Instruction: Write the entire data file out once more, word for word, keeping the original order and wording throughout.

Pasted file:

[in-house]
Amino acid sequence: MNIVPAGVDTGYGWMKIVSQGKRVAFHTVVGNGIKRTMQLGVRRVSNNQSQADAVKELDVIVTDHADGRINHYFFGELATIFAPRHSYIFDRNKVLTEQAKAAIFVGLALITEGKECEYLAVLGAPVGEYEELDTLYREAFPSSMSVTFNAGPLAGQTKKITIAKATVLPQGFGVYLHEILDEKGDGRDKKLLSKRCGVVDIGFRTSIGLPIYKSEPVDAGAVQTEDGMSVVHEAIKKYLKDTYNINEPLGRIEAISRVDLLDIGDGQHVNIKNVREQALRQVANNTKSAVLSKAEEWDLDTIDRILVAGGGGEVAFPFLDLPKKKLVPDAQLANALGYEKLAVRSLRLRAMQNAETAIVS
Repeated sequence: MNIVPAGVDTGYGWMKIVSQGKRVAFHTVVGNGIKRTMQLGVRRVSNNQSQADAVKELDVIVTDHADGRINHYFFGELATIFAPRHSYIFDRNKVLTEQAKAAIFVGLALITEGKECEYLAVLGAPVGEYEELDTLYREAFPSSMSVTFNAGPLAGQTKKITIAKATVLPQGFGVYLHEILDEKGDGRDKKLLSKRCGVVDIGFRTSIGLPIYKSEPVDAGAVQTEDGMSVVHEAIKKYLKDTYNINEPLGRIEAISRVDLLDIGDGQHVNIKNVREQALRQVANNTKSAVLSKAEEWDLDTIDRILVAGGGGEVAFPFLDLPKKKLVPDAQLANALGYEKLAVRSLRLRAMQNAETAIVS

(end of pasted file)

[in-house]
Amino acid sequence: MNIVPAGVDTGYGWMKIVSQGKRVAFHTVVGNGIKRTMQLGVRRVSNNQSQADAVKELDVIVTDHADGRINHYFFGELATIFAPRHSYIFDRNKVLTEQAKAAIFVGLALITEGKECEYLAVLGAPVGEYEELDTLYREAFPSSMSVTFNAGPLAGQTKKITIAKATVLPQGFGVYLHEILDEKGDGRDKKLLSKRCGVVDIGFRTSIGLPIYKSEPVDAGAVQTEDGMSVVHEAIKKYLKDTYNINEPLGRIEAISRVDLLDIGDGQHVNIKNVREQALRQVANNTKSAVLSKAEEWDLDTIDRILVAGGGGEVAFPFLDLPKKKLVPDAQLANALGYEKLAVRSLRLRAMQNAETAIVS
Repeated sequence: MNIVPAGVDTGYGWMKIVSQGKRVAFHTVVGNGIKRTMQLGVRRVSNNQSQADAVKELDVIVTDHADGRINHYFFGELATIFAPRHSYIFDRNKVLTEQAKAAIFVGLALITEGKECEYLAVLGAPVGEYEELDTLYREAFPSSMSVTFNAGPLAGQTKKITIAKATVLPQGFGVYLHEILDEKGDGRDKKLLSKRCGVVDIGFRTSIGLPIYKSEPVDAGAVQTEDGMSVVHEAIKKYLKDTYNINEPLGRIEAISRVDLLDIGDGQHVNIKNVREQALRQVANNTKSAVLSKAEEWDLDTIDRILVAGGGGEVAFPFLDLPKKKLVPDAQLANALGYEKLAVRSLRLRAMQNAETAIVS